There is some subjectivity in what people consider a weed. Some say they're just plants, out of place. Others, unloved flowers.
But there's little room for touchy-feely interpretation in the eyes of President York County Commissioner Steve Chronister.
He actually used the word "disgusting" at a recent public meeting, describing the green and brown stuff that's popping up from state-maintained medians and in cloverleaf exchanges.
There are, of course, myriad serious concerns facing York County. The state budget could have dire consequences for county-provided services, and the economic downturn has pinched funding.
But Chronister is also
taking aim at voluntary vegetation, some of which is 3 or 4 feet tall, and he said his ire is about more than a personal pet peeve.
"It looks just terrible," he said. "We're trying to promote York County as a nice place, a place to visit. It just looks bad."
The weeds are a killjoy for visitors and residents, he said, and they make the county look untidy.
In the past, Chronister has sent cleanup crews from the York County Prison to pull weeds and pick up trash. But he said it took him so long to get permission from the state, he decided to send a letter this year instead.
He drafted a letter to PennDOT District 8, which was copied to Secretary of Transportation Barry Schoch, Gov. Tom Corbett, Lt. Gov. Jim Cawley and the entire York County state legislative delegation.
Chronister acknowledged that governments are faced with "difficult funding decisions" every day, but he feels compelled to express displeasure at the quality of roadway maintenance, "and the lack of attention to basic items such as weed-control, grass mowing, and general debris pick-up."
He said overgrown grass not only looks bad, but it can be a safety hazard for drivers who can't see through it.
State responds: PennDOT District 8 spokesman Greg Penny said the state does respond to complaints, but it's also doing the best it can with the resources available.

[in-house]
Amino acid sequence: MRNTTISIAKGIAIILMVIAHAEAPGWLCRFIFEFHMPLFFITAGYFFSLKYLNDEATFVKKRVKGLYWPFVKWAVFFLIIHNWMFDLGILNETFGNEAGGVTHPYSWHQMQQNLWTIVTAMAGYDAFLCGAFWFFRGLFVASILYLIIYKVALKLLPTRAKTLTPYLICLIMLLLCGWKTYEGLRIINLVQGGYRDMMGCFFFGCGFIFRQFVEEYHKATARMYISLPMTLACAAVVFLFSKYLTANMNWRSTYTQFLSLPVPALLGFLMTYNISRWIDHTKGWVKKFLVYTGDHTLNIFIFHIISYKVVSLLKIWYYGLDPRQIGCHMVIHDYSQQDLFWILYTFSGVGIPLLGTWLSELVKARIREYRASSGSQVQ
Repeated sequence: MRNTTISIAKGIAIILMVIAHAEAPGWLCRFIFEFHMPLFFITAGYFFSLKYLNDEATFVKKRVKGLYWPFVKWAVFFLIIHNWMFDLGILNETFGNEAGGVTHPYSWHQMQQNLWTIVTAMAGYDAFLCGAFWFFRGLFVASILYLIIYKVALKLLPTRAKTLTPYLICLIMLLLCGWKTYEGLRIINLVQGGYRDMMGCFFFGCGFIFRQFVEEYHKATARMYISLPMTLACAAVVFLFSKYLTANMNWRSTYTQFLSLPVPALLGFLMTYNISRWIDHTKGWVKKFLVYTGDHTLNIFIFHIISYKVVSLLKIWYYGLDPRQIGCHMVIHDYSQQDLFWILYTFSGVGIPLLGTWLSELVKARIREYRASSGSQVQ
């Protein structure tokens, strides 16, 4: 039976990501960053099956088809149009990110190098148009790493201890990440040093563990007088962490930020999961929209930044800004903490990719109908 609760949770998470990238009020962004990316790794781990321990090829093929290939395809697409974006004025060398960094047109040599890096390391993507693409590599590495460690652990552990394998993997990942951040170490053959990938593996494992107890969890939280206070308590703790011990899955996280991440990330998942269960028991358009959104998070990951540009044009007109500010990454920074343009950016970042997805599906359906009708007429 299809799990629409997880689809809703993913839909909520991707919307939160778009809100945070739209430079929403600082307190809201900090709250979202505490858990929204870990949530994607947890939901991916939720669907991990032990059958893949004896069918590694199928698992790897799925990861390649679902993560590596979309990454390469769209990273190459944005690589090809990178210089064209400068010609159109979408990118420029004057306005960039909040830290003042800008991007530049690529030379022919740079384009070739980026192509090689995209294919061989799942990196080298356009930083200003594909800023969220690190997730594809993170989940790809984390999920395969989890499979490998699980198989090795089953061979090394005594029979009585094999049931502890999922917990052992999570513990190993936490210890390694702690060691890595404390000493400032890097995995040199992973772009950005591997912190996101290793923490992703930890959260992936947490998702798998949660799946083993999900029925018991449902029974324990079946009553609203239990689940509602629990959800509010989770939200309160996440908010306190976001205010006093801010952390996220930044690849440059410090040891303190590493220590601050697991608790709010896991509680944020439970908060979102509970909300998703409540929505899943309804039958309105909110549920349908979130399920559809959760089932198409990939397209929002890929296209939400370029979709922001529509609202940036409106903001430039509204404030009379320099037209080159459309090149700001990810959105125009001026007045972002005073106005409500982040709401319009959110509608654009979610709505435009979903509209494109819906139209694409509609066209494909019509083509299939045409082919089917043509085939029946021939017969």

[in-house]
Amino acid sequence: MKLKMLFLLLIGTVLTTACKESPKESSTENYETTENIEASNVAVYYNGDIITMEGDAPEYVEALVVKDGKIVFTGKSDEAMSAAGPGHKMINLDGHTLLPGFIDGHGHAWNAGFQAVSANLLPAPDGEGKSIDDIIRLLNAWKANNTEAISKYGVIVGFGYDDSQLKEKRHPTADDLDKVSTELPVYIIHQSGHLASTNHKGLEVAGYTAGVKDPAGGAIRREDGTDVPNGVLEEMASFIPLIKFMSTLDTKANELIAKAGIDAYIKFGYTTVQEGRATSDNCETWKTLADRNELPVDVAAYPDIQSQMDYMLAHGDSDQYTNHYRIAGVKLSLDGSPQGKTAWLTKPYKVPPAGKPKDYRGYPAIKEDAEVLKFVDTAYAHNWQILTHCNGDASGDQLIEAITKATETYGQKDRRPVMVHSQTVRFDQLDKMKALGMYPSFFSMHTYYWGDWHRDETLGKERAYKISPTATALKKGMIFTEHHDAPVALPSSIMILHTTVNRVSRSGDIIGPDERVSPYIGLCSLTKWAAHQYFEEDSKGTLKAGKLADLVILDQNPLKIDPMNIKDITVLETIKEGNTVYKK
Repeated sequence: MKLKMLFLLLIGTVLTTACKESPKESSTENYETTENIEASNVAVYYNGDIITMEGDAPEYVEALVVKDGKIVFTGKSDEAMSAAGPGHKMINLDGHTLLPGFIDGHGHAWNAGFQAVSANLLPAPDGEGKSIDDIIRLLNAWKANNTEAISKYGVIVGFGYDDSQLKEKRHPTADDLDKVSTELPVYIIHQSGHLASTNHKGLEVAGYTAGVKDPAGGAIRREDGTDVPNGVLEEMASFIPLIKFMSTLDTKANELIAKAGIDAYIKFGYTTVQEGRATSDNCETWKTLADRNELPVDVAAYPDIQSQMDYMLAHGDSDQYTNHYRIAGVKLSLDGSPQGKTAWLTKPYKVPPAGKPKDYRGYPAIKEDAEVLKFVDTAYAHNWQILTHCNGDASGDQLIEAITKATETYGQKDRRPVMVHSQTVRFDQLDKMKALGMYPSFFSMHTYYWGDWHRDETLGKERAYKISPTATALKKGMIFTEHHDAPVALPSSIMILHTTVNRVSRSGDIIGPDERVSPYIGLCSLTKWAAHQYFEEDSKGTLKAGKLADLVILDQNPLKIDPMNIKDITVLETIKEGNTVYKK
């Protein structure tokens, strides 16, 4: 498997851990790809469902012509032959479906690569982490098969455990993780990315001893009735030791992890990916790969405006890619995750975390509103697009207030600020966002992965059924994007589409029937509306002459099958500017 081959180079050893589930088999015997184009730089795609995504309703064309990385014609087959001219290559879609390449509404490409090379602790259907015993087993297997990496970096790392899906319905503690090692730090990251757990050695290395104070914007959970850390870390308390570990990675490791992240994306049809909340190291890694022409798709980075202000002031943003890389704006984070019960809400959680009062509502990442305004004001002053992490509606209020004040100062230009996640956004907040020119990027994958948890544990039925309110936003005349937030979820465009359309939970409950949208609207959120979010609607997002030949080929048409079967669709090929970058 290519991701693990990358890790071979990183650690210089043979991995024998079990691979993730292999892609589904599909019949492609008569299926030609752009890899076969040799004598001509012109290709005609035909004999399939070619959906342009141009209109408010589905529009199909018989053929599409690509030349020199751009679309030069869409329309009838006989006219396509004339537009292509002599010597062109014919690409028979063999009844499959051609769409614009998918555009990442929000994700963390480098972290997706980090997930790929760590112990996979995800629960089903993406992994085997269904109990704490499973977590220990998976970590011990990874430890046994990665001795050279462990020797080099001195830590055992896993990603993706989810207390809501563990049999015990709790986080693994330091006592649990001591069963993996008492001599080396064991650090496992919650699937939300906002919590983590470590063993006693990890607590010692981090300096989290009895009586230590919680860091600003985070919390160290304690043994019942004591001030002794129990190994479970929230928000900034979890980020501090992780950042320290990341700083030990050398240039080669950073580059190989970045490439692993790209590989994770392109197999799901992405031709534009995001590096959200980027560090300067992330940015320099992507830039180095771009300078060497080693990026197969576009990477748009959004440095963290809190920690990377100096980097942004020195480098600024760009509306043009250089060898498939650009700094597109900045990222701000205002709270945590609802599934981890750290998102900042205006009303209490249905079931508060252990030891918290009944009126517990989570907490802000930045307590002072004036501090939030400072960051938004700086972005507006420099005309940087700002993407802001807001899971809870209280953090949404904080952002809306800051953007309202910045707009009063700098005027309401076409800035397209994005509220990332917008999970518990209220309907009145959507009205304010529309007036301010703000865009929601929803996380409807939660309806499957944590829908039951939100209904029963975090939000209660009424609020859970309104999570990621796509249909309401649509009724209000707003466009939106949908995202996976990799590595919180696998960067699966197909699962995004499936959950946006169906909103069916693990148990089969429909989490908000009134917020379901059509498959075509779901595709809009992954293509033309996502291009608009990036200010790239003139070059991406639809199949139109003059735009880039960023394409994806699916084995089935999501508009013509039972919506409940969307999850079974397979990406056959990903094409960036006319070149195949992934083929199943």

Because of budget constraints, the frequency and area of mowing have been reduced, as has other maintenance.
Crews mowed four times a year until gas spiked four or five years, then they limited mowing to three times per year. But the contractors hired by the state, instead of taking the hit on income, raised prices and bid the contracts at a higher rate, Penny said.
The state, as a result, is paying almost the same price as it used to and getting less service.
Spraying for weeds, he said, costs even more than mowing. And while the state does respond to safety concerns and other complaints, York might be asking for too much.
He said crews have already sprayed medians twice this year.
"It sounds like they're asking for a higher level of service, and it's difficult to do under the financial restraints we have," Penny said. "We will review the letter and as necessary maybe meet to more specifically find out what the complaints are, but we are limited in what we can do because of the financial restraints we're under."
-- Reach Christina Kauffman at email@example.com.